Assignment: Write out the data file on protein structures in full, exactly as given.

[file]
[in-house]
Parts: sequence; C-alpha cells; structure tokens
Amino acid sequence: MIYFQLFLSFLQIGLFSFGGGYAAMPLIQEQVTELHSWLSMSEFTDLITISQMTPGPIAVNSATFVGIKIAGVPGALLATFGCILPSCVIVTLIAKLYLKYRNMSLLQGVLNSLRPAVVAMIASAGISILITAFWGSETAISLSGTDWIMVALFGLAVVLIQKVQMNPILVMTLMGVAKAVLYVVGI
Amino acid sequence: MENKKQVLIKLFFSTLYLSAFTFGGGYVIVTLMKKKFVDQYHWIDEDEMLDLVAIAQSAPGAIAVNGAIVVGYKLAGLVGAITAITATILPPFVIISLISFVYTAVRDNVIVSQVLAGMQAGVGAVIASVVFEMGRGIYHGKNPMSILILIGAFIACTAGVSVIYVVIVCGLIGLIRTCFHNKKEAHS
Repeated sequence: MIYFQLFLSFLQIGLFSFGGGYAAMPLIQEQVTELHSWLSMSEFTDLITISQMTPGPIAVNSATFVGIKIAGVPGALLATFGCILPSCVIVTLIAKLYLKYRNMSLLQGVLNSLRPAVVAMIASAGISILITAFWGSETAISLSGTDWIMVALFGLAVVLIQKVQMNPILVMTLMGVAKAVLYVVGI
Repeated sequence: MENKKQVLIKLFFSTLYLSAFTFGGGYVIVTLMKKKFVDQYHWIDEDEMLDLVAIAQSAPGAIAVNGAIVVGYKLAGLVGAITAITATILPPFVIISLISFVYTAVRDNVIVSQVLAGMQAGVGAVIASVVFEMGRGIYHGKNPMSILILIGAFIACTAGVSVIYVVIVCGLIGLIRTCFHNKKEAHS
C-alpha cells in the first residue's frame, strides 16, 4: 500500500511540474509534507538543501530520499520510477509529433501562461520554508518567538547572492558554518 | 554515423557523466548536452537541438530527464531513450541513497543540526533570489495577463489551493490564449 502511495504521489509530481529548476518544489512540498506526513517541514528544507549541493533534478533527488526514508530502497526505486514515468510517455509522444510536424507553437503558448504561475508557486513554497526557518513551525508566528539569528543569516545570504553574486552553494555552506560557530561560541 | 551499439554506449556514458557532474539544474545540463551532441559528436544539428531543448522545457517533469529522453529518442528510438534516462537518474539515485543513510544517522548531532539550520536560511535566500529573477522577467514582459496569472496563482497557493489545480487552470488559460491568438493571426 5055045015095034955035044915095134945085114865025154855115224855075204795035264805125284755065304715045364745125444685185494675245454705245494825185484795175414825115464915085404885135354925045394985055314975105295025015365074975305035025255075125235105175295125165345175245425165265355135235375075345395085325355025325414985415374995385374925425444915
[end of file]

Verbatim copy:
[in-house]
Parts: sequence; C-alpha cells; structure tokens
Amino acid sequence: MIYFQLFLSFLQIGLFSFGGGYAAMPLIQEQVTELHSWLSMSEFTDLITISQMTPGPIAVNSATFVGIKIAGVPGALLATFGCILPSCVIVTLIAKLYLKYRNMSLLQGVLNSLRPAVVAMIASAGISILITAFWGSETAISLSGTDWIMVALFGLAVVLIQKVQMNPILVMTLMGVAKAVLYVVGI
Amino acid sequence: MENKKQVLIKLFFSTLYLSAFTFGGGYVIVTLMKKKFVDQYHWIDEDEMLDLVAIAQSAPGAIAVNGAIVVGYKLAGLVGAITAITATILPPFVIISLISFVYTAVRDNVIVSQVLAGMQAGVGAVIASVVFEMGRGIYHGKNPMSILILIGAFIACTAGVSVIYVVIVCGLIGLIRTCFHNKKEAHS
Repeated sequence: MIYFQLFLSFLQIGLFSFGGGYAAMPLIQEQVTELHSWLSMSEFTDLITISQMTPGPIAVNSATFVGIKIAGVPGALLATFGCILPSCVIVTLIAKLYLKYRNMSLLQGVLNSLRPAVVAMIASAGISILITAFWGSETAISLSGTDWIMVALFGLAVVLIQKVQMNPILVMTLMGVAKAVLYVVGI
Repeated sequence: MENKKQVLIKLFFSTLYLSAFTFGGGYVIVTLMKKKFVDQYHWIDEDEMLDLVAIAQSAPGAIAVNGAIVVGYKLAGLVGAITAITATILPPFVIISLISFVYTAVRDNVIVSQVLAGMQAGVGAVIASVVFEMGRGIYHGKNPMSILILIGAFIACTAGVSVIYVVIVCGLIGLIRTCFHNKKEAHS
C-alpha cells in the first residue's frame, strides 16, 4: 500500500511540474509534507538543501530520499520510477509529433501562461520554508518567538547572492558554518 | 554515423557523466548536452537541438530527464531513450541513497543540526533570489495577463489551493490564449 502511495504521489509530481529548476518544489512540498506526513517541514528544507549541493533534478533527488526514508530502497526505486514515468510517455509522444510536424507553437503558448504561475508557486513554497526557518513551525508566528539569528543569516545570504553574486552553494555552506560557530561560541 | 551499439554506449556514458557532474539544474545540463551532441559528436544539428531543448522545457517533469529522453529518442528510438534516462537518474539515485543513510544517522548531532539550520536560511535566500529573477522577467514582459496569472496563482497557493489545480487552470488559460491568438493571426 5055045015095034955035044915095134945085114865025154855115224855075204795035264805125284755065304715045364745125444685185494675245454705245494825185484795175414825115464915085404885135354925045394985055314975105295025015365074975305035025255075125235105175295125165345175245425165265355135235375075345395085325355025325414985415374995385374925425444915